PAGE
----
Blackness has become the discursive site for assessing, negotiating, and appropriating the meaning of spirituality as socioeconomic dislocations of Nigeria mingle with an increasing awareness of the “lowly lot of black humanity.” The discourse began with disciplining the body but quickly moved on to the normalization of a nation chosen by God to spearhead the final evangelization of the world and to lead the black race into global technological and economic supremacy. Here I want to trace a line from the ways the body is disciplined to the protocols of race and discourse of sovereignty. In other words, I want to map the movement of pentecostal thought from spirituality that focuses on the purity of the body to spirituality that focuses on the purity of the body politic. Unlike the Duke School, I place the belief in chosenness that permeates the Abrahamic religions at the core of the emerging pentecostal “racial theology.”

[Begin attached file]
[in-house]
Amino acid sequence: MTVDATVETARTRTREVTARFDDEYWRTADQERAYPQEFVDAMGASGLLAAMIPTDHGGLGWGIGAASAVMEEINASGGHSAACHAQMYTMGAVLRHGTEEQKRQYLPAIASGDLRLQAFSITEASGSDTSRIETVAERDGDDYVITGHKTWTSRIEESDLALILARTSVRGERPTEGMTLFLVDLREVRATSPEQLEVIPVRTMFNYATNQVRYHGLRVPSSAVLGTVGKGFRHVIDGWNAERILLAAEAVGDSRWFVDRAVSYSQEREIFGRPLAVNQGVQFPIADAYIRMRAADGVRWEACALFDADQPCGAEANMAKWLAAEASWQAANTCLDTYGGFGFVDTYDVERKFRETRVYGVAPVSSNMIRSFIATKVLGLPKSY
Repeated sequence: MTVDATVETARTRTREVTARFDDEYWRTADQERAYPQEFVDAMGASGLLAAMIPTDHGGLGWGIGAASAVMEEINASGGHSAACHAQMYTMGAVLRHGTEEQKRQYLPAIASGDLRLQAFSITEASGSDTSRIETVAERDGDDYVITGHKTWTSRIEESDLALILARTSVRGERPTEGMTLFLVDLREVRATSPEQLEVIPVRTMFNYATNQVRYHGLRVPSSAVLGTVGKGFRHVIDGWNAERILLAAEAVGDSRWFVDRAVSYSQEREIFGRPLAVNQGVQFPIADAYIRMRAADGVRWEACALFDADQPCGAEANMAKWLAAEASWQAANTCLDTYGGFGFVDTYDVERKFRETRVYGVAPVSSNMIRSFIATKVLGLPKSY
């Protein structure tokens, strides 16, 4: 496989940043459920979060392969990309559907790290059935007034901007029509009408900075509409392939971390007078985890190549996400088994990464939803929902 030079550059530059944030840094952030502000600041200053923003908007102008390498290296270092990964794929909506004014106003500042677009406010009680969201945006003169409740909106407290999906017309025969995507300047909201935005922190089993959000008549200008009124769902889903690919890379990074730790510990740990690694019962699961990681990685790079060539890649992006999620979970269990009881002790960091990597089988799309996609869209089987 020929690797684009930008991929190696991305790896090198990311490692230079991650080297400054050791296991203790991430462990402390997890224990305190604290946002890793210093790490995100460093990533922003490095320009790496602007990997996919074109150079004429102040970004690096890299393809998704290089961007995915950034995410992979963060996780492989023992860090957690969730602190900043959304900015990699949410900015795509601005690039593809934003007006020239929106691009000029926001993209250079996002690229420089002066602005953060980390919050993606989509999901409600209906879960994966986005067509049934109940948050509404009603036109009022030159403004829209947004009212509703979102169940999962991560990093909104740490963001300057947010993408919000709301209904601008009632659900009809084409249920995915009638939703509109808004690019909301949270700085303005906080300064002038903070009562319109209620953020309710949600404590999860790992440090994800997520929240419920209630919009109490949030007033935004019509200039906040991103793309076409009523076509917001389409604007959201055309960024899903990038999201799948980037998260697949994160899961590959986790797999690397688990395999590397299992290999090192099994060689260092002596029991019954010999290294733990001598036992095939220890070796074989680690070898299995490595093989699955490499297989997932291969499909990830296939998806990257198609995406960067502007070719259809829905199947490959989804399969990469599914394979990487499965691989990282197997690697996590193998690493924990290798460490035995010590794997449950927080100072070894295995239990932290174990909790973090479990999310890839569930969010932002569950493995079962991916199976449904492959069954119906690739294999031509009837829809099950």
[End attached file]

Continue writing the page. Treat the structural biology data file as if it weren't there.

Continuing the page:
Avi BekerThe Chosen: The History of an Idea and the Anatomy of an Obsession (New York: Palgrave Macmillan2008). See also Cain Hope Felder Troubling Biblical Waters: Race Class and Family (Maryknoll NY: Orbis Books 1989) 43–46.
See Hannah ArendtThe Human Condition (Chicago: University of Chicago Press1958). I have used Arendt’s categories to name the kind of hierarchy that is emerging in discussing the different kinds of Pentecostals and their commitment to the movement. See Wariboko Nigerian Pentecostalism chapter 9 n. 77 for details.